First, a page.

Why Does Your Bathroom Sink Smell Only When Water Runs?4 min read

Most people imagine the bathroom sink to be one of the cleanest things in their home because soap is the most common thing that goes down the drain. Unfortunately, this makes it distressing when an awful smell comes from their sink whenever they run water. What can cause this issue, and how do you fix it?

A dry P- trap is the most common cause of a bad-smelling sink. Pouring (or running) water down the drain should re-fill the trap. If bacteria has built up in the pipes, pouring a half-cup of white vinegar down can help. If the smell is sulfurous (eggy), that’s actually coming from the water.

Let’s go through what can cause bad smells to come from a running sink in more detail to help you keep the bad smells limited to the toilet and other places you expect them.

Why Does Your Bathroom Sink Smell Only When You Run Water?

Woman washing her face with water above bathroom sink

Before we can get into how to stop your sink from producing these smells, we need to identify what’s causing the problem. So let’s quickly go through the most common things that can cause a sink to produce a bad smell.

Your P-trap is Dry

The P-trap is an essential part of your sink’s water system. The P-trap is the plumbing fixture underneath your sink that features a sharp bend.

This device is designed to keep debris from flowing into your water system and clogging it up somewhere you can’t reach it, but it also has another major purpose.

The P-trap is also designed to stop sewer gasses from getting into your sink. It does this by keeping water at the bottom of the P-trap so that the gasses can’t flow through. However, if your P-trap has dried up, nothing stops the sewer gas from flowing into your sink, potentially causing these bad smells.

There is Buildup in Your Sink

This issue may surprise some people since hand soap is the main thing many imagine going down their bathroom sink. However, things like hair and dead skin can accumulate in your sink and begin to create an odor.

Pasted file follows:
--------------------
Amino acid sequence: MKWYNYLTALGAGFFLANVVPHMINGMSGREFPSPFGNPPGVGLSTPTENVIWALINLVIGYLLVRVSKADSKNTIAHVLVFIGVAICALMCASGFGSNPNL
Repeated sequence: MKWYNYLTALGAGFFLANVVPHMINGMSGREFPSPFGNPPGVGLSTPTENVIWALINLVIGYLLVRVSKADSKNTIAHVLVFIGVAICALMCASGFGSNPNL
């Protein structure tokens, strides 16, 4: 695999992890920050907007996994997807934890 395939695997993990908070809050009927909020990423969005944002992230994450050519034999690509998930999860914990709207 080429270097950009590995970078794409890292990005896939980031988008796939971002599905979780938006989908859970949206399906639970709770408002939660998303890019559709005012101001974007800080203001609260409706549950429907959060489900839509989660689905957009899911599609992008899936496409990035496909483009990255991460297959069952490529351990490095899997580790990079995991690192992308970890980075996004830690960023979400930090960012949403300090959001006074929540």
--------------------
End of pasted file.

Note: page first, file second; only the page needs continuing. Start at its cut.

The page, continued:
It is also possible that someone has accidentally dropped something down your sink drain and created a blockage in your sink’s plumbing. This can cause buildup to accumulate in your sink quickly, which can also cause a sudden bad smell.

Your Sink Has Venting Issues

Many homeowners may not know that their sink is connected to the sewer system. It does this through a network of pipes in your walls leading from your sink to the sewer system.

The problem is that sometimes these sewer pipes can get clogged easily. Once these pipes get clogged, the sewer gasses within them will have nowhere to go but out your sink, resulting in a foul smell whenever the water runs.

Sulfurous Water

Some areas have water from a natural source that has sulfur dissolved into it. The water has picked up this sulfur as it permeated through the ground, so wells and other groundwater collection sources are especially prone to this.

The bad news is, you can’t make it go away, but the good news is it isn’t going to hurt anything. This water is safe to drink and use to wash and clean with, even if it has a bit of an eggy funk to it.

If only one of your sinks smells when running, then it’s much more likely a dry P-Trap or other issue, because sulfurous water would be in every sink in your house, not just one, if it was in the water source.

How Do You Fix and Prevent a Dry P-Trap?